Now for a bunch more words that are somehow related to turn. It’s starting to get weird.
First of all, attorney. Really. It showed up in the early fourteenth century meaning “one appointed by another to act in his place”, which, yeah, makes sense. It comes from the Old French atorné, one appointed, from the verb aturner, to decree, assign, or appoint, and another verb, atorner, to assign. Weirdly enough, there’s actually a verb form of attorney in English: attorn, which Word is underlining, but is indeed a word meaning to turn over to another. That showed up a bit earlier than attorney, in the late thirteenth century, and is also from the Old French atorner. That word is a combination of the prefix ad-, to, and the classical Latin tornare, which if you’ll remember from last week means to turn, especially on a lathe, and comes from the Proto Indo European tere-, to turn or rub. So because you turn to an attorney, well… there you go.
Next, attrition showed up in the early fifteenth century meaning a breaking, before meaning abrasion or scraping in the middle of the sixteenth century. It’s from the classical Latin attritionem, which means attrition, but also to literally rub away something. It’s actually not that different from attorney in that the prefix is ad-, to, and the rest is from terere. It just went down a slightly different linguistic path.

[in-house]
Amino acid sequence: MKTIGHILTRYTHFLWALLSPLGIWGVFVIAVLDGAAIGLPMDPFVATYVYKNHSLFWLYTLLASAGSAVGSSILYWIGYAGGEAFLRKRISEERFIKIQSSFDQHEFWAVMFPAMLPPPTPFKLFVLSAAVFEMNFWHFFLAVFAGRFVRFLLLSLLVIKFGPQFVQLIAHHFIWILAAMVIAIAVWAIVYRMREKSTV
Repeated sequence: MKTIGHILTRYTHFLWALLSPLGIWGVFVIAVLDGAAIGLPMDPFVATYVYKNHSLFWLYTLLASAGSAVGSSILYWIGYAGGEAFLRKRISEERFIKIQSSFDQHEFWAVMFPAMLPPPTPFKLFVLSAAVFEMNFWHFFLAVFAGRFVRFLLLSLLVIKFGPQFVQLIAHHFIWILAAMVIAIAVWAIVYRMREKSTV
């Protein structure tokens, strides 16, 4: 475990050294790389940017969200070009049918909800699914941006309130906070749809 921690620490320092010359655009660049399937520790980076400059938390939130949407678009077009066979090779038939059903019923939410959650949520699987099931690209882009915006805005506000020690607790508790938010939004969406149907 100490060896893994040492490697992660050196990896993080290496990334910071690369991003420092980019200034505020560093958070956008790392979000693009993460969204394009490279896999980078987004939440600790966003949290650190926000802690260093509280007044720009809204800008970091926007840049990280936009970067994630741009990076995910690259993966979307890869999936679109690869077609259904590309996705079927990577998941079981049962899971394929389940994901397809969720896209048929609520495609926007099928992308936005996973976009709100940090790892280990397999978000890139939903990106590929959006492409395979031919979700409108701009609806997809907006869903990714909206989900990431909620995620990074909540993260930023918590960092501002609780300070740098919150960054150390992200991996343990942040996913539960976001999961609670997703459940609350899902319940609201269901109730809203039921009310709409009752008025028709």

Also related to turn is trite. It showed up in the mid sixteenth century from the classical Latin tritus, which means ground or beaten or worn. It’s from the verb terere, which meant something like to waste, wear down, or rub, so that’s where the rub part of the word comes from. There’s also contrite, which showed up in the fourteenth century (so yeah, it’s older than trite) from the Old French contrite and classical Latin contritus, which could mean contrite, or also literally crushed or ground to pieces. The prefix con- means with or together, and the rest comes from terere, making the word “to rub together.” When you’re contrite, you rub something together until your ground to pieces. I guess.
Finally today, detriment. It showed up in the early fifteenth century meaning incapacity, then by the mid fifteenth century meant any harm or injury. It comes from the Old French detriment and classical Latin detrimentum, which could mean damage or loss or rubbing off. The verb form is detere, to wear away, a mix of the prefix de-, away, and terere, to rub.
TL;DR: All these words abandoned their literal meaning a long time ago.